Symptoms of phenylketonuria  

Most babies with phenylketonuria (PKU) appear healthy at birth.

Symptoms usually only develop because of complications that arise if the condition isn't treated properly.

Treated PKU

If treatment is started within the first three weeks of life, people with PKU shouldn't experience the severe learning difficulties associated with the condition.

Some children and adults with PKU experience mild to moderate problems with attention, planning or problem solving. These problems can be related to an increased phenylalanine level in the blood and may improve with stricter dietary treatment.

There's some evidence that adults with PKU may be more likely to develop mental health problems at some point compared with the population at large.

The most widely reported conditions in people with PKU are:

  • depression  feelings of extreme sadness that last for weeks or months
  • anxiety disorders  feelings of unease, such as worry or fear, that can be mild or severe
  • phobias – particularly agoraphobia (intense fear of crowded places or enclosed public places)
  • low self-esteem 

It's not clear whether the increased risk of developing these conditions is related to physical problems, such as a reduction in the neurotransmitters (brain chemicals) that affect mood, or psychological problems, such as worrying about PKU and the low-protein diet.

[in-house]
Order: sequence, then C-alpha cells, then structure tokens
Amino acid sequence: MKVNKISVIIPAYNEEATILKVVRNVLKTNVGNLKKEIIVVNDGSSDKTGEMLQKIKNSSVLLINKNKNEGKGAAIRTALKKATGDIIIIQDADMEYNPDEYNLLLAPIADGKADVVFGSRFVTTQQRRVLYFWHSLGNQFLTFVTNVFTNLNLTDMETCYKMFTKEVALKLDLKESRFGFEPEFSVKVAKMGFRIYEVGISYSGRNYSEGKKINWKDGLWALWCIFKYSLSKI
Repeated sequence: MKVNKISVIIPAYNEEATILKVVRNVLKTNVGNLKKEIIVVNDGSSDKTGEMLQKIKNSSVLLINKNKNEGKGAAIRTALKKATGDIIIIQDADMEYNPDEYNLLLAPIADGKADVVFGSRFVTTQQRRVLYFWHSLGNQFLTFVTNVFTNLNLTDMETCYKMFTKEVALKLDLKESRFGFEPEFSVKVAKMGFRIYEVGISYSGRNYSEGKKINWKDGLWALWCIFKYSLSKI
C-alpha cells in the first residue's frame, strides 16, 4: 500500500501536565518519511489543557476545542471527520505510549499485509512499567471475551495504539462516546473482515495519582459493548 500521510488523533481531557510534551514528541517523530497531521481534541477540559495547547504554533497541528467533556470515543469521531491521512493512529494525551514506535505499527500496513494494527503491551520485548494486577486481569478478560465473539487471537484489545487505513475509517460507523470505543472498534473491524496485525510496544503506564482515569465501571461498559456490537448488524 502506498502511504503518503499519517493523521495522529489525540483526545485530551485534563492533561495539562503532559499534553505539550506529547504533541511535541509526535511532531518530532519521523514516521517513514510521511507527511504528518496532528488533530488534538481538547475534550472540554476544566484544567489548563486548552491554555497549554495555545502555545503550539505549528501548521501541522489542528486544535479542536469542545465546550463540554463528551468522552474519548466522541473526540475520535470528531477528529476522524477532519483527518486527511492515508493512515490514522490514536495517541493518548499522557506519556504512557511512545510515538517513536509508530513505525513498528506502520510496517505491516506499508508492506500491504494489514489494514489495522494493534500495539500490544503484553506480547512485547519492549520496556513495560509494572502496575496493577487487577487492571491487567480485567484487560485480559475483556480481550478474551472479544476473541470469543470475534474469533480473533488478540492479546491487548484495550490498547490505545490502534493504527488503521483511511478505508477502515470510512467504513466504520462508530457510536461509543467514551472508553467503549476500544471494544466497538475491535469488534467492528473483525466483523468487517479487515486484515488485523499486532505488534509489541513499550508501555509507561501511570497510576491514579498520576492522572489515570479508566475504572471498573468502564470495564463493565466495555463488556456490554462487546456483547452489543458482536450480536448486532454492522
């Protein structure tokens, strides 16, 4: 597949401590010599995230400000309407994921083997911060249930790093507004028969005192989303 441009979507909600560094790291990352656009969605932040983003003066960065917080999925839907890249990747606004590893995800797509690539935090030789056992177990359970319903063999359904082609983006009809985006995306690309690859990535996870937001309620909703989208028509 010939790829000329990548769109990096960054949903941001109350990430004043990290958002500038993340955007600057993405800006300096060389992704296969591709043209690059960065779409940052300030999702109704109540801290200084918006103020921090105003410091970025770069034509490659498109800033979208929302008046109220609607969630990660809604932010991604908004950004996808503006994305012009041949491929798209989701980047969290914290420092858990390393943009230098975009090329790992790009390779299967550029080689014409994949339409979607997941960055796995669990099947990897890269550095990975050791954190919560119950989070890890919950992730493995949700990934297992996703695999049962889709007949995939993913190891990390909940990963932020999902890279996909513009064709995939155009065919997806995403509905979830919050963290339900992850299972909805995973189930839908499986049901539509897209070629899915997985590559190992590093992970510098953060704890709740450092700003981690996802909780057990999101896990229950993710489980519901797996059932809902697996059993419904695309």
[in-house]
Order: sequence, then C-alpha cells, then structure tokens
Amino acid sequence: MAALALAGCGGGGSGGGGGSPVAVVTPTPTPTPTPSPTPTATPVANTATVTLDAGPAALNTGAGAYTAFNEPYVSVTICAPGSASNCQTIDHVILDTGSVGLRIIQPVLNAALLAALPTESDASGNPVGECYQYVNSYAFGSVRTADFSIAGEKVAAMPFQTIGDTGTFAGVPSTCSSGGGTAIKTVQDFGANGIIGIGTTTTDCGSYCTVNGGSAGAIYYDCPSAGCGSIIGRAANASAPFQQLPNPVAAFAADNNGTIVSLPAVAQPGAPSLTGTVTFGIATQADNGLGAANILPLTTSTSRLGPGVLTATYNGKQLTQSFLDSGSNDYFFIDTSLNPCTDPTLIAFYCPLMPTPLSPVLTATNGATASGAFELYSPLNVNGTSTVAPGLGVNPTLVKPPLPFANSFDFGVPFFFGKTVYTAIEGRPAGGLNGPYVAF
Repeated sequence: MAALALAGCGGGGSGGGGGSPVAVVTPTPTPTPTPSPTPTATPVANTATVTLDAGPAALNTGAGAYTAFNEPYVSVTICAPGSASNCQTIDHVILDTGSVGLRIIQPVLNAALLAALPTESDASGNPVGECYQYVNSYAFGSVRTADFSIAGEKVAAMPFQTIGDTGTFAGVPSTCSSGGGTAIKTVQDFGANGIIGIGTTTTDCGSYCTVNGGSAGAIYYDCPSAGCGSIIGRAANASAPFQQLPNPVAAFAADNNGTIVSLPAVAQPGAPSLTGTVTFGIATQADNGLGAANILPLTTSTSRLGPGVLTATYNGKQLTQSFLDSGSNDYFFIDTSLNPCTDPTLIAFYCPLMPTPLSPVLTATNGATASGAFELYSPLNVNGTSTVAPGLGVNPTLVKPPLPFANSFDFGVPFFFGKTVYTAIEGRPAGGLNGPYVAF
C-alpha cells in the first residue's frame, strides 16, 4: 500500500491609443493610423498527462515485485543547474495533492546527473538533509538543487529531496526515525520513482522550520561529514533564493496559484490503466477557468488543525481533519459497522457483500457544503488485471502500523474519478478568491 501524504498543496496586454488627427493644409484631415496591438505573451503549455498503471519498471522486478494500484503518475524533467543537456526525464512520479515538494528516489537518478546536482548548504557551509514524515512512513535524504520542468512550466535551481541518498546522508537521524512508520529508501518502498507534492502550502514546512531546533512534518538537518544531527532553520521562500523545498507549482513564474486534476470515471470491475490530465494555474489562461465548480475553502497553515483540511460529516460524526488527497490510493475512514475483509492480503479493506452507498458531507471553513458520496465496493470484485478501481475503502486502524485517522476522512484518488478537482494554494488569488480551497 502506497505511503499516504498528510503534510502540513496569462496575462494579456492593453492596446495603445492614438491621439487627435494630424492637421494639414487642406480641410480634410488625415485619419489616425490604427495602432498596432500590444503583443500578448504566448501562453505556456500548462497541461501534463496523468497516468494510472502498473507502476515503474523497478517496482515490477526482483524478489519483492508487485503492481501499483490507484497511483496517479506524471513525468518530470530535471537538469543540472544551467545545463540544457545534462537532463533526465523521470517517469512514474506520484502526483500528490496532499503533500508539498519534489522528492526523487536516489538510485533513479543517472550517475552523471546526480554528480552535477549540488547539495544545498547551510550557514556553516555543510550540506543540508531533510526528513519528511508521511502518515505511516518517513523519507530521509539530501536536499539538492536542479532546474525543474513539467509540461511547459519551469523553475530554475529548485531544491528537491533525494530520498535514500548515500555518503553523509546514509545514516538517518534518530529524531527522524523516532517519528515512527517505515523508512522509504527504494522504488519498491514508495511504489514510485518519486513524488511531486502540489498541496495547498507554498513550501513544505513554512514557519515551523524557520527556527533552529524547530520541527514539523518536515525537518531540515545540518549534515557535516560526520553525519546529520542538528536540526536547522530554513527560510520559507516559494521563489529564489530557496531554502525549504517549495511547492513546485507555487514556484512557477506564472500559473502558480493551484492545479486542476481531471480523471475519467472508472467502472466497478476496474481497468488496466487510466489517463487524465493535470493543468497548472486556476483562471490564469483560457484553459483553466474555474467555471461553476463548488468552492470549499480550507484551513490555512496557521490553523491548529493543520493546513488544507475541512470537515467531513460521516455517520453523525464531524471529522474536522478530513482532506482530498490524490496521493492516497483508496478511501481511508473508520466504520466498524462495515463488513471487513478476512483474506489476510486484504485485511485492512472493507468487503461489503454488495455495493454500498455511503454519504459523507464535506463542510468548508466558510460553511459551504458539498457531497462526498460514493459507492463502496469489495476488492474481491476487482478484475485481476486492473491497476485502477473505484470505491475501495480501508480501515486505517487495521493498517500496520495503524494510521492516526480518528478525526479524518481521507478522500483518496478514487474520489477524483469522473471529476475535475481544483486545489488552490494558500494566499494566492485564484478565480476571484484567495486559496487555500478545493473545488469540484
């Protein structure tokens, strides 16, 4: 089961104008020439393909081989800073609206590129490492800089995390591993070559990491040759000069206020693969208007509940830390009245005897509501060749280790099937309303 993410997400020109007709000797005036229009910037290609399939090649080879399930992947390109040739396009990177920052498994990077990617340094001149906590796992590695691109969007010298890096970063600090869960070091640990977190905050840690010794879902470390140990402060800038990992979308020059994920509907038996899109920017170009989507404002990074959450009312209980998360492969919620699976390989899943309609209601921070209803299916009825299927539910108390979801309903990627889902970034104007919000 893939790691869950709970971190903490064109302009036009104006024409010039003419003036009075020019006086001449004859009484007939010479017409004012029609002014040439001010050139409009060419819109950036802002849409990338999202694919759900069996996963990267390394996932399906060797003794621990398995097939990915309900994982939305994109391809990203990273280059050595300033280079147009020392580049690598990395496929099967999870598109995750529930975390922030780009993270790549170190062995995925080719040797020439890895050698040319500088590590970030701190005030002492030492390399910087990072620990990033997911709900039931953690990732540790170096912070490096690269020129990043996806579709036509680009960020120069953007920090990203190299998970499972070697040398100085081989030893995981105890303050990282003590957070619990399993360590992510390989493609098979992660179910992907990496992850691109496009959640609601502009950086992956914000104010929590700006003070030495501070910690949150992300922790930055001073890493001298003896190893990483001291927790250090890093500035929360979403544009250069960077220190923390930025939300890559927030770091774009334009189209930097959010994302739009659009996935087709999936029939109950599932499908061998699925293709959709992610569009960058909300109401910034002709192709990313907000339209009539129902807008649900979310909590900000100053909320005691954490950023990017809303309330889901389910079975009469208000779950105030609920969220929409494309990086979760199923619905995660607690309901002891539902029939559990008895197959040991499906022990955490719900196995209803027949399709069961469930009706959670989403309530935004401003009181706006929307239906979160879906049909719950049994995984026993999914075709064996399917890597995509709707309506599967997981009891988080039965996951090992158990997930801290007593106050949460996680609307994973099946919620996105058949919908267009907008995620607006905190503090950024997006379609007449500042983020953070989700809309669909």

Read more about treating phenylketonuria.

Untreated PKU

A wide range of symptoms can occur if treatment for PKU isn't started or is delayed. The most common is a learning disability. Usually, the more treatment is delayed, the more severe the disability becomes.

Even if PKU isn't diagnosed during newborn screening, it's worth starting dietary treatment later in life, because it's sometimes possible to reverse some of the decline in intelligence.

For example, in one reported case, a child’s treatment was delayed until they were two years old. They went from having a moderate learning disability to having average intelligence.

Other symptoms of untreated PKU include:

  • behavioural difficulties – such as frequent temper tantrums and episodes of self-harm
  • fairer skin, hair and eyes than siblings without the condition (phenylalanine is involved in the body's production of melanin, the pigment responsible for skin and hair color)
  • eczema 
  • recurrent vomiting
  • jerking movements in arms and legs
  • tremors 
  • epilepsy
  • musty smell on the breath, skin and urine

Page last reviewed: 02/10/2014

Next review due: 02/10/2016